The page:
But the most important thing to realize is that the most successful people across all industries share one common feature, and it's not talent. The most common factor shared among successful artists and entrepreneurs is the trait of perseverance. This may sound like a cheesy morality lesson at the end of a Disney movie, but this has been proven time and time again. For many of the biggest success stories, it took years and years of failure to reach a point where they found any modicum of success. Just because you haven't achieved what you were hoping to after a year or two doesn't mean you failed. It means you haven't found the right opportunity yet. Use that as a motivational force to work even harder to succeed, not as a damning indictment of yourself. This is something I've tried to keep in mind and apply to my career, despite my own fears.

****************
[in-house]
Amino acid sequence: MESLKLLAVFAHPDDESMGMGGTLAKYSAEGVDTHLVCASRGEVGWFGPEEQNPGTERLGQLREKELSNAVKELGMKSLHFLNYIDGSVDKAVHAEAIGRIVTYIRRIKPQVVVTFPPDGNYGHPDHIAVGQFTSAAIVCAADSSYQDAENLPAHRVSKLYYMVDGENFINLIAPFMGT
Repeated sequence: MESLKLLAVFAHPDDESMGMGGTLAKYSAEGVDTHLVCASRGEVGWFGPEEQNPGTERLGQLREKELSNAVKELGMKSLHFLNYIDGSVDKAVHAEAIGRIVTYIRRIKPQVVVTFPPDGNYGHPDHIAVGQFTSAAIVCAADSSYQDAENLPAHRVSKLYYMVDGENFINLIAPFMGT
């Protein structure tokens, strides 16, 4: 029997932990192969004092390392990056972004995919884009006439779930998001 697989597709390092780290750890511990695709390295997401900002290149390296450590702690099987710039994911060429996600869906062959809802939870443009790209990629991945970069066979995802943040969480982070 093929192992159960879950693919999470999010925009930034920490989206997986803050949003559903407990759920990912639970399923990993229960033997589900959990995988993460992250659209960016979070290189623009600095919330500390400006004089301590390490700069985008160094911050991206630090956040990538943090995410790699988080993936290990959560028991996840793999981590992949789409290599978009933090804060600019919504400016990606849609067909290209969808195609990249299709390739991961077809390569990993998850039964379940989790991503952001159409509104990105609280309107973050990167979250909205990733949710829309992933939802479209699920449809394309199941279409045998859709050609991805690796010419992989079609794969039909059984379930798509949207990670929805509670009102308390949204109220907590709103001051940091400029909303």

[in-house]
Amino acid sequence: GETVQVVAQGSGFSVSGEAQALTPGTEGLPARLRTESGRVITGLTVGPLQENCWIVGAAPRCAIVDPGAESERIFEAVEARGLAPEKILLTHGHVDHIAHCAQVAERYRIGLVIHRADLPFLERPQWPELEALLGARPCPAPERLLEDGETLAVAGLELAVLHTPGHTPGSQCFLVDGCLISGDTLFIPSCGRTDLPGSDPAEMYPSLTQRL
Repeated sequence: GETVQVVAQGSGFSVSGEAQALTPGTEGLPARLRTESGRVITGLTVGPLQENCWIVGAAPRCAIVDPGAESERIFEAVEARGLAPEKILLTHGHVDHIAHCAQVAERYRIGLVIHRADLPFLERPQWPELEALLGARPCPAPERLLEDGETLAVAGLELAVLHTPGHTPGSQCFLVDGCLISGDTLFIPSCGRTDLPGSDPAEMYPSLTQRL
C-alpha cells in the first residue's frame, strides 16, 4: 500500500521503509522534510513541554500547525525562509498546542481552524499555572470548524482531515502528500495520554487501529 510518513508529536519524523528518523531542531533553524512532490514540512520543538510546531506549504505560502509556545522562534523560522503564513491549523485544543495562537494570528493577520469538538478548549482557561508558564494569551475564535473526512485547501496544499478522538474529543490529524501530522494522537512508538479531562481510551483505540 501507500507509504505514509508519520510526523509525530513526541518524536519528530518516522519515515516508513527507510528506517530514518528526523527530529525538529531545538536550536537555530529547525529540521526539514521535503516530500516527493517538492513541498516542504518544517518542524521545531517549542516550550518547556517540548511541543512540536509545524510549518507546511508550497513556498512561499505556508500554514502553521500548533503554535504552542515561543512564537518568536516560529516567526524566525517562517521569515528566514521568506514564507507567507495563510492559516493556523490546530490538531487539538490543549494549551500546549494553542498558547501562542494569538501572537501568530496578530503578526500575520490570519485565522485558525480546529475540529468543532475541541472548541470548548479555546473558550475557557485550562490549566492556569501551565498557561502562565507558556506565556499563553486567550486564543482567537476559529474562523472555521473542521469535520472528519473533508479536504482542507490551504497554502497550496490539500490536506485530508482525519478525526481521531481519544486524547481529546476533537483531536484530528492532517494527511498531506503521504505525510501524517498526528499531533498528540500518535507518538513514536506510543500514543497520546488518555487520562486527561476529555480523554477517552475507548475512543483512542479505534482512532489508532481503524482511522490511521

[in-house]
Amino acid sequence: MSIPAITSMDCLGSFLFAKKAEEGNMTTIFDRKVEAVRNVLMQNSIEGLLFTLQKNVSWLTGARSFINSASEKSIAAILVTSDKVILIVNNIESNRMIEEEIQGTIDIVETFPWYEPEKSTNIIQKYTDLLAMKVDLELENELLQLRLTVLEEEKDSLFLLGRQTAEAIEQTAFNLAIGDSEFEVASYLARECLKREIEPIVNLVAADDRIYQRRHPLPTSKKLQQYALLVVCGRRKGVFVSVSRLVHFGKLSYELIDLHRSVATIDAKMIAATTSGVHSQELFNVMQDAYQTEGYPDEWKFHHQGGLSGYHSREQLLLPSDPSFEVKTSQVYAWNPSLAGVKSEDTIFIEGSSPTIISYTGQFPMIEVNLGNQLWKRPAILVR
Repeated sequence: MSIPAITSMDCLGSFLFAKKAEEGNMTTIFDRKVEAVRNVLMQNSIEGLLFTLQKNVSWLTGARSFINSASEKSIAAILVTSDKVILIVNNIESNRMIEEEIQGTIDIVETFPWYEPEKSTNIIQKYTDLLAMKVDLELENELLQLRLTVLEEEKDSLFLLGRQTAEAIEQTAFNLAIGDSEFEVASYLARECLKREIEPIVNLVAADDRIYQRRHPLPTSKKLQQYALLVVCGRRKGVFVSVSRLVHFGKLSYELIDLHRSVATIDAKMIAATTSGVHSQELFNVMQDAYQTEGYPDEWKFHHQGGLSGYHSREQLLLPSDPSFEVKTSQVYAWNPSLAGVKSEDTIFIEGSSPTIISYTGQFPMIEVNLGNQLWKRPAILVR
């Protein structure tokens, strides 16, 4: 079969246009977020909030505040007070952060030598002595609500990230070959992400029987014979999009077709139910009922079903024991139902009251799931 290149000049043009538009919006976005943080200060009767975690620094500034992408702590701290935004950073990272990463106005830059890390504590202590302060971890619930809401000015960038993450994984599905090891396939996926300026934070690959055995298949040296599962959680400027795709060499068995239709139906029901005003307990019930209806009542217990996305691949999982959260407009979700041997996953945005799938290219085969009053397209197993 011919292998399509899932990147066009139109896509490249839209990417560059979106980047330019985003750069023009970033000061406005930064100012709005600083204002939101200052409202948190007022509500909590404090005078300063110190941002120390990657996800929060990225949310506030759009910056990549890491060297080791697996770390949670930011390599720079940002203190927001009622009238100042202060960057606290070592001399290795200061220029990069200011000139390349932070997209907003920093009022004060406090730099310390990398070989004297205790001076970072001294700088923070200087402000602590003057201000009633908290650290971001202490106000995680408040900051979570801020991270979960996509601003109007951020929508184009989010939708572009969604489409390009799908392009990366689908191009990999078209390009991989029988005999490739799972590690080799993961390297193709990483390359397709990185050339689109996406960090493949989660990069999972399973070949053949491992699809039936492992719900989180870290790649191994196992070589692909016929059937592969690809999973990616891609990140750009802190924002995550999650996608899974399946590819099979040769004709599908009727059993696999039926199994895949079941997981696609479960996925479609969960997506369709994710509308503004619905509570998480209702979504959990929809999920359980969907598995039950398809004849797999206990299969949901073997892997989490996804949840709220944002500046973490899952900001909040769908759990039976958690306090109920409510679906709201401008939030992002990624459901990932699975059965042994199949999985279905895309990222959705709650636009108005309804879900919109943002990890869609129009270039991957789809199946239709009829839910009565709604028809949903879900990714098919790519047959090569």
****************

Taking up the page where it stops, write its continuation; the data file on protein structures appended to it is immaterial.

I would say my two biggest fears are judgment by others, and failure. As you can imagine, these two fears are quite prevalent when trying to build a career in voice acting. But these fears extend beyond voice acting; they've been apart of my whole life. When I have time to distance myself from the situations that create these fears, I can logically recognize that the world won't end just because my joke didn't land as well as I thought it would, or I stumble over words talking to a girl I like.
And yet when I'm in the moment and experiencing that fear, it DOES feels like the world is ending. This stems from my childhood, and I would guess it does for many others as well. The long-held automatic reaction from my brain to go into fight or flight mode after almost every single "failure" is simply a self-defense mechanism. It's a psychological perception that I'm under attack, or my survival is at stake. And when your brain is taught to react in the same way over the course of two decades, the habit becomes much more difficult to break. So, how did I defeat this deep-rooted fear?